Fish sauce. Liquid umami. A innocuous-seeming whiskey-toned brew that, when popped open, takes about thirty seconds to make an entire room smell like the Jersey Shore. Who wouldn’t want it in their kitchen?
I recently bought a bottle of Tra Chang fish sauce, a high-quality Thai brand, and it’s done far more for me than simply seasoning my stir-fries. It, in its inscrutable Southeast Asian way, has blown my mind.
That, friends, is a thinking man’s label, and I have spent quite awhile pondering what exactly it’s trying to convey.
At first I took it at face value: obviously, the ingredients of the sauce, apparently a fish of unknown denomination and a prawn, weigh exactly the same as an odd-perspective block of 100%. This means quality. This means the sauce is 100% composed of the things composing it. Other fish sauce brands may be content when their ingredients weigh in at only 99%, but not Tra Chang. Tra Chang will not accept a product that weighs even an ounce less than a physical representation of a mathematical abstraction.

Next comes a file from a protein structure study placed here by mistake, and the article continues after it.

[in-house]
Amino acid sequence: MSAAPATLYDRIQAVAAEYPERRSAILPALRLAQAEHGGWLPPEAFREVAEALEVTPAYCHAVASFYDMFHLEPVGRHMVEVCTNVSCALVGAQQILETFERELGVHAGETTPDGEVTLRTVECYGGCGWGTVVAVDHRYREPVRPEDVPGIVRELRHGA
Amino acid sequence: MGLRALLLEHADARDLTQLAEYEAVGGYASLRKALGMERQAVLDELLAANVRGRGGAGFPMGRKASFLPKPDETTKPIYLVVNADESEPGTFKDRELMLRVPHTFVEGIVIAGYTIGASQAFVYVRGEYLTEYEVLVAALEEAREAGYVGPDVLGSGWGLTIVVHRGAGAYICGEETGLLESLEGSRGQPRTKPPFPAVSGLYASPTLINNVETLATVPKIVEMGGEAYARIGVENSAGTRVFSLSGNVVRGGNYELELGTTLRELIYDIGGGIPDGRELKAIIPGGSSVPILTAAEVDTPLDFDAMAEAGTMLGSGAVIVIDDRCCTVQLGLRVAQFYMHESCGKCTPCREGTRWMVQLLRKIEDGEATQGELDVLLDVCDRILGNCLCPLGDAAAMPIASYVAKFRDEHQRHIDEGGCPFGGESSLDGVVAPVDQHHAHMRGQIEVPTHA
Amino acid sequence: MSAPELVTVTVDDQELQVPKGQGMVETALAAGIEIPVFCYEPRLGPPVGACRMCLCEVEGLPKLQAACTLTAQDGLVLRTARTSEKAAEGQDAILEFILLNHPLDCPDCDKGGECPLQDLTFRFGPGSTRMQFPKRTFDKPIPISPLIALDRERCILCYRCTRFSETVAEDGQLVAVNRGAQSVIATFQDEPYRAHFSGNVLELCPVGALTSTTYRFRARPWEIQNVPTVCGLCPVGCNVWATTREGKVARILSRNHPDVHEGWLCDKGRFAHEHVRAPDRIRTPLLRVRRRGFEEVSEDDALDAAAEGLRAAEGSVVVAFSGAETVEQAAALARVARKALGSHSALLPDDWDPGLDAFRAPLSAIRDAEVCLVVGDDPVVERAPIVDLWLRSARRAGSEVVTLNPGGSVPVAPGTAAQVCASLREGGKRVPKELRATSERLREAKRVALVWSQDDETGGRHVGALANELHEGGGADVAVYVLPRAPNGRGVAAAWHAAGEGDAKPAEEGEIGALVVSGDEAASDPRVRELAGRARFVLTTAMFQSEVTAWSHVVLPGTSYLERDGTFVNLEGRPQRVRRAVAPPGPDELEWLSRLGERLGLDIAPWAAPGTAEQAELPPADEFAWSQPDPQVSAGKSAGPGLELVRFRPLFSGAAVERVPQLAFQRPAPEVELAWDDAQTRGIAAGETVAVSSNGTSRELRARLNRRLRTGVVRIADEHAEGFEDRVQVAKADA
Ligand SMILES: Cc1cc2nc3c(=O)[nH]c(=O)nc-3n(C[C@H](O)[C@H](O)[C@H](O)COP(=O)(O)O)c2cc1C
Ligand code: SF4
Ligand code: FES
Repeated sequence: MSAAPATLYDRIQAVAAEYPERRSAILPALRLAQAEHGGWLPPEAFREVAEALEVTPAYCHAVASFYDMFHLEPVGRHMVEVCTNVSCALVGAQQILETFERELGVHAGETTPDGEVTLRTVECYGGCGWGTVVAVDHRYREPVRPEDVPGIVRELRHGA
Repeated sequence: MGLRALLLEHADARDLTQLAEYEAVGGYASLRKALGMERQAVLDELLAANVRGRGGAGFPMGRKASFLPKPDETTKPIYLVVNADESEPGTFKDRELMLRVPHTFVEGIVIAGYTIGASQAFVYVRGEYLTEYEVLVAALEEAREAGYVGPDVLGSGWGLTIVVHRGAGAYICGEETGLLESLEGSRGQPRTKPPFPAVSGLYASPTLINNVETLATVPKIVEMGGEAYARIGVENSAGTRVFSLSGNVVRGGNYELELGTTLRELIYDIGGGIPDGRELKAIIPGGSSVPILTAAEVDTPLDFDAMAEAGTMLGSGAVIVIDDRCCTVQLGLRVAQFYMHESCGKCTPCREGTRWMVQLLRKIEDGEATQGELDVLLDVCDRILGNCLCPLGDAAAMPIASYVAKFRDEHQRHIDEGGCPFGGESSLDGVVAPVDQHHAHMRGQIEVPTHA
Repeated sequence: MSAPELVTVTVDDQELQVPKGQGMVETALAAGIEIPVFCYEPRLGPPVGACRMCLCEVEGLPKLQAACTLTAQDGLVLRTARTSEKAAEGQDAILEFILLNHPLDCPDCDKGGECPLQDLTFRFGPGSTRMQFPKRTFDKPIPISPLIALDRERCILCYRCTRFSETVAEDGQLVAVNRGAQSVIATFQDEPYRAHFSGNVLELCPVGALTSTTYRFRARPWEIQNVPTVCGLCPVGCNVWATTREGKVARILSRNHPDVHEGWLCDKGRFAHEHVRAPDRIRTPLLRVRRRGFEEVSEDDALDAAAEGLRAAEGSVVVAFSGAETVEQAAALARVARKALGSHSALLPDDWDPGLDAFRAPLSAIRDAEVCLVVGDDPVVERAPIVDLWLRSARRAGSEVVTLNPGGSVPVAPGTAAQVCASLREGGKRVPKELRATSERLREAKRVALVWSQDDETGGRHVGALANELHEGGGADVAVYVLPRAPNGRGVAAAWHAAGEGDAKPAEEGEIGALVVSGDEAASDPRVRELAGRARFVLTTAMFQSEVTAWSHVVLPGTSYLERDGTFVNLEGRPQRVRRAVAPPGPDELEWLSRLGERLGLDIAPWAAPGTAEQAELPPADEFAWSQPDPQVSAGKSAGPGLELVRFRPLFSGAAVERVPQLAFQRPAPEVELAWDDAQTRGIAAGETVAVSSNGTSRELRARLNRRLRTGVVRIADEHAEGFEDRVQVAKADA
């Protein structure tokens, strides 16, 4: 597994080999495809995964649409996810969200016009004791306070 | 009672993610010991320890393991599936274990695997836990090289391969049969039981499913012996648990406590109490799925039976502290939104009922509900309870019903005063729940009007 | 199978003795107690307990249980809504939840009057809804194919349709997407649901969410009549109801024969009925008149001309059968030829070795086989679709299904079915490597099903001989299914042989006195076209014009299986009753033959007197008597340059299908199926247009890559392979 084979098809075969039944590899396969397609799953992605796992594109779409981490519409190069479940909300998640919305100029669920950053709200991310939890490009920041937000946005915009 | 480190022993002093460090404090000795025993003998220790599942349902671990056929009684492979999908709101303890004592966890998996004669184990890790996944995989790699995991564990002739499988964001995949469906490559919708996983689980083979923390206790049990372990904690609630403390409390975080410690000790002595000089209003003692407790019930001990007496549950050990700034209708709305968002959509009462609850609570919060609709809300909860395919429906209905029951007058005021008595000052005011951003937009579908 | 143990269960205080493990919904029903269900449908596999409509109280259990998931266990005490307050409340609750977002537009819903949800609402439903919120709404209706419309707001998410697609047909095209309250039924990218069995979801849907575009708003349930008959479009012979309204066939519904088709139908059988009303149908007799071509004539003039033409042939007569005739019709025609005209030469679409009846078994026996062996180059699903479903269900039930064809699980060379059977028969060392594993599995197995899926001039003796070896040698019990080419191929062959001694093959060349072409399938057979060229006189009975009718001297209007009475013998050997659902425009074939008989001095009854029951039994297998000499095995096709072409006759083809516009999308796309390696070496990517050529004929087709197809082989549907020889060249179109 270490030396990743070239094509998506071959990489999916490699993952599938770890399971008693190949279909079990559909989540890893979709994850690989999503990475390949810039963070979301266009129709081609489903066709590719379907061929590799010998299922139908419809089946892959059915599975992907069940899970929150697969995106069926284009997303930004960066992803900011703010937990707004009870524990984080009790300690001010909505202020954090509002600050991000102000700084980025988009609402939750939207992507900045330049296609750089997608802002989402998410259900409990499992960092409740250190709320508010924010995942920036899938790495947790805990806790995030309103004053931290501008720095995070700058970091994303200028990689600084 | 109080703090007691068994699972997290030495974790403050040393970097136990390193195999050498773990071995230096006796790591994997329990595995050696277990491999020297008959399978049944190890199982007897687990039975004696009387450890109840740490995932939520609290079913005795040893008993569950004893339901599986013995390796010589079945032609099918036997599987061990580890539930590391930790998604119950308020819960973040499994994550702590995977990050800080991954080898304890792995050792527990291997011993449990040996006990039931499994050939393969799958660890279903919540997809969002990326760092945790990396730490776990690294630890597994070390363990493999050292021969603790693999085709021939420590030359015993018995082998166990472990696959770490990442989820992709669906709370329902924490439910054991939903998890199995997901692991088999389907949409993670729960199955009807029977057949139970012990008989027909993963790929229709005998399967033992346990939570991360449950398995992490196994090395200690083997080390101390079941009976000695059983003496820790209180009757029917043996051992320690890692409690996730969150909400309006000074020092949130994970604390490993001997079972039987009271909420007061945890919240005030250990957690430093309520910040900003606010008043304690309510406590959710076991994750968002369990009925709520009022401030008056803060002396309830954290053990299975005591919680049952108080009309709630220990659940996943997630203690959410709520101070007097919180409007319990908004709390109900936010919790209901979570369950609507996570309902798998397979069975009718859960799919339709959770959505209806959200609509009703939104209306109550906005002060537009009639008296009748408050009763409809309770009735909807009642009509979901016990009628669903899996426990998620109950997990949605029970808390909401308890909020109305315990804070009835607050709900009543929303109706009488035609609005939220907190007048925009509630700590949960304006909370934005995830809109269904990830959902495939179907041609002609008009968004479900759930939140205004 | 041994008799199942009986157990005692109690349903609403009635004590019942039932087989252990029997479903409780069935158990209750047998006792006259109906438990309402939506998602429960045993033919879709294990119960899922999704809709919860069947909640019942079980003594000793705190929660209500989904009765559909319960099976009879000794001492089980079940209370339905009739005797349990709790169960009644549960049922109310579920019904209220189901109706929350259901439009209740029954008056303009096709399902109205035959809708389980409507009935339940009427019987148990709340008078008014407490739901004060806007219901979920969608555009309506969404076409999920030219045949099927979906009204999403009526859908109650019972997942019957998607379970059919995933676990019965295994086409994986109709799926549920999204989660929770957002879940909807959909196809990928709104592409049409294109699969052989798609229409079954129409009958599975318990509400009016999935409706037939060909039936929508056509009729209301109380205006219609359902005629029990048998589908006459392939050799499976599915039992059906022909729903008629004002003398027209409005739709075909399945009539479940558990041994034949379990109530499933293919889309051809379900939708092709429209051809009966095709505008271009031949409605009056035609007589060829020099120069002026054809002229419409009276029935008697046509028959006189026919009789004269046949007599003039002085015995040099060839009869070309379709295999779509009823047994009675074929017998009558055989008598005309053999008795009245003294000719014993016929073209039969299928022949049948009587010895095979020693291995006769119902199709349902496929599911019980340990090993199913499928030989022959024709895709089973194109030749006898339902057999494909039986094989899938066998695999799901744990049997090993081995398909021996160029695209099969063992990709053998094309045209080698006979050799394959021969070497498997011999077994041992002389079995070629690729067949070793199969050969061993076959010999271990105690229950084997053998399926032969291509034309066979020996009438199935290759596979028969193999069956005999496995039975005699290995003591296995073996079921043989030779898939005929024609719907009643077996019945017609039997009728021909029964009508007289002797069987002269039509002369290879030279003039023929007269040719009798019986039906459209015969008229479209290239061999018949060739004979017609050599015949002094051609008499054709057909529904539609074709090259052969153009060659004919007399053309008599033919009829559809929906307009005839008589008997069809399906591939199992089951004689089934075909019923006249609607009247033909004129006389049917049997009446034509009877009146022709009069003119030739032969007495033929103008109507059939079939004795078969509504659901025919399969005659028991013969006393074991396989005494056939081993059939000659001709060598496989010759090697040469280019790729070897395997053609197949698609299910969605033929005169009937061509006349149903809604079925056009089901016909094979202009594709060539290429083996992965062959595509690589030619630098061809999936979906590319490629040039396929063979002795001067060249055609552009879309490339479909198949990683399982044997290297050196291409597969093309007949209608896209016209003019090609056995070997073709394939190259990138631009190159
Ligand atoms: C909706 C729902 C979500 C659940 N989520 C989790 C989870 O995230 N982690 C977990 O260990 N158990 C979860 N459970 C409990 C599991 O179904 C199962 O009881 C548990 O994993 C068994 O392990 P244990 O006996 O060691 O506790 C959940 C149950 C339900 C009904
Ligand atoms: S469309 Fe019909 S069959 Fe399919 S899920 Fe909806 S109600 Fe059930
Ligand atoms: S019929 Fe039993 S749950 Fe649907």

But then I looked at the back label, which informs the consumer bashfully that the sauce’s ingredients are “anchovy-fish 70% salt 29% sugar 1%.” But the fish on the label isn’t an anchovy. And whither the prawn? Is Tra Chang entirely a lie? If you placed a block of all of Tra Chang’s untruth on a scale opposite a block of 100%, would it balance? Why is the background exploding? How many prawns would it take to equal the weight of a block of my confusion?
I feel like I can’t trust anything anymore. I swear, next someone will tell me egg creams contain neither eggs nor cream.